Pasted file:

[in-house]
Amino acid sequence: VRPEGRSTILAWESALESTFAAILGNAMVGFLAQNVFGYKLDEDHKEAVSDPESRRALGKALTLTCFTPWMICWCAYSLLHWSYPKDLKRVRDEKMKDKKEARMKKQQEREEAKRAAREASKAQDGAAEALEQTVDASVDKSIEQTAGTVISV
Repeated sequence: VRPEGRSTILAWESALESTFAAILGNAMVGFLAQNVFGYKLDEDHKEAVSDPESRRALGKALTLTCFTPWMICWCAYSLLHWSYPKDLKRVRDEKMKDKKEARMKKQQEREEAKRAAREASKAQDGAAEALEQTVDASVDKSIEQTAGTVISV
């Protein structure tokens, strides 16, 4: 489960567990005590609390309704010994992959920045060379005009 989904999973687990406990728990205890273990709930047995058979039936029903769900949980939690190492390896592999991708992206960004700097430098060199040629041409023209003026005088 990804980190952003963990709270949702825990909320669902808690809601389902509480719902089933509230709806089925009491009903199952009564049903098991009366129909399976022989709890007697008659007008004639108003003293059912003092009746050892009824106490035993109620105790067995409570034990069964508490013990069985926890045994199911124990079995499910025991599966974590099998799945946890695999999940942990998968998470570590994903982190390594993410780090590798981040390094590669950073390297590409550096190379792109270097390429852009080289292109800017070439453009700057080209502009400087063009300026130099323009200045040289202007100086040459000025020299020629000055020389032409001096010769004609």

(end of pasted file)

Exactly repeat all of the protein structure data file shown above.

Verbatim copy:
[in-house]
Amino acid sequence: VRPEGRSTILAWESALESTFAAILGNAMVGFLAQNVFGYKLDEDHKEAVSDPESRRALGKALTLTCFTPWMICWCAYSLLHWSYPKDLKRVRDEKMKDKKEARMKKQQEREEAKRAAREASKAQDGAAEALEQTVDASVDKSIEQTAGTVISV
Repeated sequence: VRPEGRSTILAWESALESTFAAILGNAMVGFLAQNVFGYKLDEDHKEAVSDPESRRALGKALTLTCFTPWMICWCAYSLLHWSYPKDLKRVRDEKMKDKKEARMKKQQEREEAKRAAREASKAQDGAAEALEQTVDASVDKSIEQTAGTVISV
């Protein structure tokens, strides 16, 4: 489960567990005590609390309704010994992959920045060379005009 989904999973687990406990728990205890273990709930047995058979039936029903769900949980939690190492390896592999991708992206960004700097430098060199040629041409023209003026005088 990804980190952003963990709270949702825990909320669902808690809601389902509480719902089933509230709806089925009491009903199952009564049903098991009366129909399976022989709890007697008659007008004639108003003293059912003092009746050892009824106490035993109620105790067995409570034990069964508490013990069985926890045994199911124990079995499910025991599966974590099998799945946890695999999940942990998968998470570590994903982190390594993410780090590798981040390094590669950073390297590409550096190379792109270097390429852009080289292109800017070439453009700057080209502009400087063009300026130099323009200045040289202007100086040459000025020299020629000055020389032409001096010769004609």